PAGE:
normal_detail

I like the way the color combinations turned out so pleasing.

normal_detail2

The only real problem is that the scarf is made out of wool, and it was almost 100 degrees outside today. So for now, I’m going to have to enjoy it draped over my couch rather than wearing it. I’ll look forward to this winter!

normal_detail3

Update: I made an opposite scarf to this one, also generating random numbers and using the same exact yarn, but going from dark to light. Together, they make a matched set, so I gave them to my daughter and her wife-to-be!

Prime Factorization Coloring Sheets

Wednesday, April 27th, 2016

I’ve posted several Prime Factorization Coloring Sheets on my Sonderknitting page lately.

I decided I should try coloring them myself, so I could post a thumbnail of each one. I had a lot of fun doing it, and was reminded of lots of cool properties I discovered from knitting my prime factorization sweater and looking at these charts.

I have a manuscript for a math-related children’s nonfiction book about using math to make codes with colors. Originally, I put several of these charts into the book — but I eventually decided it was a distraction and decided to put them on my website instead.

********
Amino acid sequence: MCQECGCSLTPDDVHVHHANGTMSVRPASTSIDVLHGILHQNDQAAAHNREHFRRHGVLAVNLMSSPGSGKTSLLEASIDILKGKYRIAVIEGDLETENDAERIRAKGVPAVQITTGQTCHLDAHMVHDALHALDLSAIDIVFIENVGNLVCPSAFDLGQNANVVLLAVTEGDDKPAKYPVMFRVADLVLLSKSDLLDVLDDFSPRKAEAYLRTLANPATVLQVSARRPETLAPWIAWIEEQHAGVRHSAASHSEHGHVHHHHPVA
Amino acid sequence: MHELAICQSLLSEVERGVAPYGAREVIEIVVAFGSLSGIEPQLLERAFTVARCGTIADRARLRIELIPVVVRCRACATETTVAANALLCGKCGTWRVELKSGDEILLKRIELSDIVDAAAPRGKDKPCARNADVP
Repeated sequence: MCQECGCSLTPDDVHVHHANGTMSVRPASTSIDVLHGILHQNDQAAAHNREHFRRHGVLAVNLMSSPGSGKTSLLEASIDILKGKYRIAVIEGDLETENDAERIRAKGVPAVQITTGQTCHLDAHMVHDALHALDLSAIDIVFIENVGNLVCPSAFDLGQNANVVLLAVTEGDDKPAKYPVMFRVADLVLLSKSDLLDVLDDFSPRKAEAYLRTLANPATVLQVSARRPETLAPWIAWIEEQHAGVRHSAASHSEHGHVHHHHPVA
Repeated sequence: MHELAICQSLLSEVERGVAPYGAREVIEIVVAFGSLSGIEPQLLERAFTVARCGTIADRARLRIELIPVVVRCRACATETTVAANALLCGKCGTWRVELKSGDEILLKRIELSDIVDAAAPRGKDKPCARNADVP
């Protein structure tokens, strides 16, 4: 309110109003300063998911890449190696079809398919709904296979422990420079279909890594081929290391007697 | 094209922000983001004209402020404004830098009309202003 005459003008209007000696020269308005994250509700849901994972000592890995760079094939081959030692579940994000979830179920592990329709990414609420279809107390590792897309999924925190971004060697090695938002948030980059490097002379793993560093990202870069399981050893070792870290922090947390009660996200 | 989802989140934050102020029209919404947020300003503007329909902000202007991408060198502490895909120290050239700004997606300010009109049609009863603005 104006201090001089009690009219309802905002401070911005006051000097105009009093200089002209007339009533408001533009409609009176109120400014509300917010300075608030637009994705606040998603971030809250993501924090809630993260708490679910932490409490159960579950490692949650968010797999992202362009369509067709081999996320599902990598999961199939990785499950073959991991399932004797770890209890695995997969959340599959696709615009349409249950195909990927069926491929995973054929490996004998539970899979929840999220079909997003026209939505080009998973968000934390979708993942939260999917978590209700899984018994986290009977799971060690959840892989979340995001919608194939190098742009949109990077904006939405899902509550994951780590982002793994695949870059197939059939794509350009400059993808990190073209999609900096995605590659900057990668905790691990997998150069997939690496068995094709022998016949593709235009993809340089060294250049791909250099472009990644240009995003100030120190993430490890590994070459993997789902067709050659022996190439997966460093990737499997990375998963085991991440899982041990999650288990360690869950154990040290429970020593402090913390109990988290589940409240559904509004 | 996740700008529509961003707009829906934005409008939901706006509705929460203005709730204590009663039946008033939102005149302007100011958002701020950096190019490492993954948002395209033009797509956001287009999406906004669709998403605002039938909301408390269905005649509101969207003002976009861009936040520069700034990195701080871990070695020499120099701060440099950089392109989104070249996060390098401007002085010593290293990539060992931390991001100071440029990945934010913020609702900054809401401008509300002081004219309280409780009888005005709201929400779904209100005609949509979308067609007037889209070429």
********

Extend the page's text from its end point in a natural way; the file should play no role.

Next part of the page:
But they show all sorts of cool things!

First, there’s the ten-by-ten prime factorization chart using ordinary, decimal numbers.

pf_chart_hand_colored_for_blog

Coloring this chart gives you a great feeling for factorization and multiples. I posted about watching a second grader color it. I think of it as more for older kids, who are learning about primes and multiples, or indeed adults, in keeping with the adult coloring book craze. But watching a second grader color it assured me that it can give insights to anyone. (I made the instructions such that you don’t even have to know how to multiply. Just color every second square the color for 2, every third square the color for 3, and so on.)

Now, in my original sweater, I put rows of 8 on the back and rows of 2 and rows of 3 on the sleeves. The prime factorization charts in different bases are the same idea.

First, they give you a feeling for how different bases work.

Here’s the sheet for octal, base 8:

octal_chart_hand_colored_for_blog